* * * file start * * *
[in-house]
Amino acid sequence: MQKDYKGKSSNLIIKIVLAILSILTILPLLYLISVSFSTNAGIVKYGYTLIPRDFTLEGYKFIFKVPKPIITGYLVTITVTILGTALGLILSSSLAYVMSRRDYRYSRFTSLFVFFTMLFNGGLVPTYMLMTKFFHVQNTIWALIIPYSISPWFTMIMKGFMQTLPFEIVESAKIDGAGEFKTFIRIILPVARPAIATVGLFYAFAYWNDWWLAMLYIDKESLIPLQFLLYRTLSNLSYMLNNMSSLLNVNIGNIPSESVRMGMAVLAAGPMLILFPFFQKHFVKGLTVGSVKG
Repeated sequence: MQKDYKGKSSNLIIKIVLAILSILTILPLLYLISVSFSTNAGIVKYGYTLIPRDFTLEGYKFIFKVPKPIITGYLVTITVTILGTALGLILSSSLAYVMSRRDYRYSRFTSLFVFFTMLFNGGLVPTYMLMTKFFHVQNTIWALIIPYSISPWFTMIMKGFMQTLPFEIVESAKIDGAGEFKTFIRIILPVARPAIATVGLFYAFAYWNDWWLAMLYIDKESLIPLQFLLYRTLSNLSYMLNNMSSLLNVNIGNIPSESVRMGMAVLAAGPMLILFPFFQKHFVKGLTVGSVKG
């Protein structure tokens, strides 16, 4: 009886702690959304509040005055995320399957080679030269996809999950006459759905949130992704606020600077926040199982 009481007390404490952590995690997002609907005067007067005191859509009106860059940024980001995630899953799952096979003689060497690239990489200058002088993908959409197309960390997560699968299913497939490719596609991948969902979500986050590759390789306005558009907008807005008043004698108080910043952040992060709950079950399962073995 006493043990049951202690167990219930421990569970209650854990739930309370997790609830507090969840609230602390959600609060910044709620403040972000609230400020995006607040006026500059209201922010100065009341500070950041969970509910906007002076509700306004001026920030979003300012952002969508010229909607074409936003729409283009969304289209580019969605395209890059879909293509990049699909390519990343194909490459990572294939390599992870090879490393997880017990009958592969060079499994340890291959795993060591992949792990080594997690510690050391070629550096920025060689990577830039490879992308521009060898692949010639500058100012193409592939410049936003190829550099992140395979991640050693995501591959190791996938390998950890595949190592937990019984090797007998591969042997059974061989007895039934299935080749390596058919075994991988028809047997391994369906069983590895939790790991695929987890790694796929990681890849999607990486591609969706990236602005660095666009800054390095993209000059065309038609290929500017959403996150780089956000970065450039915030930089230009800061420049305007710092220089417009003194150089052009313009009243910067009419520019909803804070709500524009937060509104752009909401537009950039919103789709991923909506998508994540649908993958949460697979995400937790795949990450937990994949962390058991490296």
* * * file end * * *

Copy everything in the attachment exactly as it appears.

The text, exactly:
[in-house]
Amino acid sequence: MQKDYKGKSSNLIIKIVLAILSILTILPLLYLISVSFSTNAGIVKYGYTLIPRDFTLEGYKFIFKVPKPIITGYLVTITVTILGTALGLILSSSLAYVMSRRDYRYSRFTSLFVFFTMLFNGGLVPTYMLMTKFFHVQNTIWALIIPYSISPWFTMIMKGFMQTLPFEIVESAKIDGAGEFKTFIRIILPVARPAIATVGLFYAFAYWNDWWLAMLYIDKESLIPLQFLLYRTLSNLSYMLNNMSSLLNVNIGNIPSESVRMGMAVLAAGPMLILFPFFQKHFVKGLTVGSVKG
Repeated sequence: MQKDYKGKSSNLIIKIVLAILSILTILPLLYLISVSFSTNAGIVKYGYTLIPRDFTLEGYKFIFKVPKPIITGYLVTITVTILGTALGLILSSSLAYVMSRRDYRYSRFTSLFVFFTMLFNGGLVPTYMLMTKFFHVQNTIWALIIPYSISPWFTMIMKGFMQTLPFEIVESAKIDGAGEFKTFIRIILPVARPAIATVGLFYAFAYWNDWWLAMLYIDKESLIPLQFLLYRTLSNLSYMLNNMSSLLNVNIGNIPSESVRMGMAVLAAGPMLILFPFFQKHFVKGLTVGSVKG
């Protein structure tokens, strides 16, 4: 009886702690959304509040005055995320399957080679030269996809999950006459759905949130992704606020600077926040199982 009481007390404490952590995690997002609907005067007067005191859509009106860059940024980001995630899953799952096979003689060497690239990489200058002088993908959409197309960390997560699968299913497939490719596609991948969902979500986050590759390789306005558009907008807005008043004698108080910043952040992060709950079950399962073995 006493043990049951202690167990219930421990569970209650854990739930309370997790609830507090969840609230602390959600609060910044709620403040972000609230400020995006607040006026500059209201922010100065009341500070950041969970509910906007002076509700306004001026920030979003300012952002969508010229909607074409936003729409283009969304289209580019969605395209890059879909293509990049699909390519990343194909490459990572294939390599992870090879490393997880017990009958592969060079499994340890291959795993060591992949792990080594997690510690050391070629550096920025060689990577830039490879992308521009060898692949010639500058100012193409592939410049936003190829550099992140395979991640050693995501591959190791996938390998950890595949190592937990019984090797007998591969042997059974061989007895039934299935080749390596058919075994991988028809047997391994369906069983590895939790790991695929987890790694796929990681890849999607990486591609969706990236602005660095666009800054390095993209000059065309038609290929500017959403996150780089956000970065450039915030930089230009800061420049305007710092220089417009003194150089052009313009009243910067009419520019909803804070709500524009937060509104752009909401537009950039919103789709991923909506998508994540649908993958949460697979995400937790795949990450937990994949962390058991490296």